Strength of the mind

Friday, July 7, 2017

Being completely vulnerable.
If you look through my journal, you will see a theme.  Actually, you probably don't even have to look at my journal to know this theme in me.  I have a very natural tendency to be negative.  Give me any situation and I can find the negative...some might say that I even look for it.  It's not depression, it's just a negative script that runs through my head.  I have been fighting to change that script; those journal pages are filled to the brim with scripture and prayers.  I finally came to a spot where I knew something had to change TODAY.  I need to accept that this is a struggle I may always have but equip myself to fight.  Why TODAY?  Because what runs through my head effects my words and my attitude towards my family and that in turn effects their words and attitudes, especially one very impressionable little girl. 

While this much needed change was on my heart, I listened to a podcast (while running on the treadmill to make it a little bit enjoyable) by Marathon Training Academy, called "How Running Changes Your Brain-Interview with Dr Wendy Suzuki" can also watch a similar video here.  Oh, how I needed this!  Dr. Suzuki has done extensive research on how exercise changes our brain, but I would say she equally found that our brain changes our exercise.  Things I found interesting about her podcast and really needed to hear:

1. We are the most productive (our brains are functioning at their highest capacity) right after exercising. 

2. When we have negative scripts running through our brain, those negative synapses are stronger and therefore fire more naturally.  Saying positive things will strengthen the positive synapses over time and hopefully, will eventually take over that natural position.

3. Say out loud positive things during an exercise. 
**This goes hand-in-hand with runners having mantras, but takes it one step further.  A suggestion would be to say while running:  I am strong.  I am committed.  I am fast.  I am more than enough.  I am on fire!

4. In a study between running, HIIT and walking, walking actually won for the best exercise for our brain.  Surprising, but it won because running and HIIT both put stress on your body (it's good stress, but it's still stress).  I probably won't be taking up walking, although hiking is intriguing, but it is a good reminder to make sure you get in some slow, easy runs.

5. Brain health is more important than most want to give it credit.  Things to do to keep this very important organ healthy:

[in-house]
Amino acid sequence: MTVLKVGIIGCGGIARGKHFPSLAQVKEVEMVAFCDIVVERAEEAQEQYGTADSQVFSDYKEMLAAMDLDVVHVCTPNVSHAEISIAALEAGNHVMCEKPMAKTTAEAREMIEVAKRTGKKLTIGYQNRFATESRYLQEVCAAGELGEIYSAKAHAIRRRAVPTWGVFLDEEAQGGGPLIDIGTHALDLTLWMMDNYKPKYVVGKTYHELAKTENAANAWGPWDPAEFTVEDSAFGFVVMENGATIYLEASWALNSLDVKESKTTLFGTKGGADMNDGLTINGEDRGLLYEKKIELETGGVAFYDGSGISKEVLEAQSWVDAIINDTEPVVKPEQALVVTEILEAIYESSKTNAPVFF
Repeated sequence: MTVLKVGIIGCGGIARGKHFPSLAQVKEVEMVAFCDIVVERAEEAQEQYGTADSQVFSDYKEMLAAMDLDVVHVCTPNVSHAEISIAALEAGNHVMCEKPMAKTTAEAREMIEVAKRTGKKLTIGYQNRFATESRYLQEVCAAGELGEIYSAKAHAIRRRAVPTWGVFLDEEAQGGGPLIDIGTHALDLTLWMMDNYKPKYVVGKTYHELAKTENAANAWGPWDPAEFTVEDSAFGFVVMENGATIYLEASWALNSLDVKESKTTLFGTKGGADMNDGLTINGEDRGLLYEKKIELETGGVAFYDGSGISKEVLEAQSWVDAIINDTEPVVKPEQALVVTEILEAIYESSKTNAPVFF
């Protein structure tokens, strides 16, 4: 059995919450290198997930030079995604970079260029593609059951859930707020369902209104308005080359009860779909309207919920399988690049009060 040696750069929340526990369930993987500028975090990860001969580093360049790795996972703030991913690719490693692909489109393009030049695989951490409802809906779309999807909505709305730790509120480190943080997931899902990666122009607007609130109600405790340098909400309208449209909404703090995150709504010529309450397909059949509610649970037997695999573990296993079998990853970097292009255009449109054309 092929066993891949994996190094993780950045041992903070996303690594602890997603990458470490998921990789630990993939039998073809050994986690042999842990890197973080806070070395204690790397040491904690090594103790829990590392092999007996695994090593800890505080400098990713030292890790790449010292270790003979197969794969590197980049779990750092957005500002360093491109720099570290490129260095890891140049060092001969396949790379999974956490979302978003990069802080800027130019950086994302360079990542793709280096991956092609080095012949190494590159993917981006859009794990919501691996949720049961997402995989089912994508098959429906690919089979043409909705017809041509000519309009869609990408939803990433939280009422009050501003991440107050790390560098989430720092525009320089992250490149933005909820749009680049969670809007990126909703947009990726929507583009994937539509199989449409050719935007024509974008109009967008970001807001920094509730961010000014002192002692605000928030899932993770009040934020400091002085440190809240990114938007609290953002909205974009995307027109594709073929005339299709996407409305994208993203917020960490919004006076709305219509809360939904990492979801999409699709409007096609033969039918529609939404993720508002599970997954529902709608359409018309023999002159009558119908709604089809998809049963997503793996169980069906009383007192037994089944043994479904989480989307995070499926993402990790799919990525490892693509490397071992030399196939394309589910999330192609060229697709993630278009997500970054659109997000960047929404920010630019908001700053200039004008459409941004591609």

~Sleep!  At least 8 hours a night.
~Eat a healthy diet...more on that later
~Meditation or prayer
~Learn a new skill
~Learn a new language
~Do something you enjoy
~Listen to music
~Drink tea and say things you are thankful for
~Don't check email and social media.  Obviously for work purposes, you probably have to check email a couple of times a day, but the idea is to not let it fill your thoughts.

6. She addressed being down on yourself during working out.  I found it refreshing that I wasn't the only one who compares myself to other athletes around me.  BUT it doesn't matter what they are wearing or how fast they are going or how far or how big their muscles are...

 boy, did I need that kick in the pants.

7. She did some interesting research studies.  I have a secret love for research like this.  In one study, they had a green drink and told one group that it was a tea full of vitamins and protein and was only 100 calories.  They gave the same drink to another group and told them that it was full of sugar and chemicals and was 800 calories.  The group who believed the drink was healthy, felt better about drinking it (had those positive synapses firing away), but the group who thought it was basically a milkshake felt terrible about drinking it.  It's amazing how our thoughts affect even our food choices!

Running is 90% mental, which means that all these years I've been running on 10%, which also means that running is amazing because that 10% has really helped my mental status stay somewhat positive. I'm really curious to see how my running changes after I put some work into a healthy brain.  Interestingly enough, I ended that treadmill run feeling like I could have kept running; it was the best I've felt in a long time.

My journey on this subject is just beginning, but it is clear that all aspects of my life will benefit from this endeavor. 

I am strong.  I am committed.  I am more than enough.

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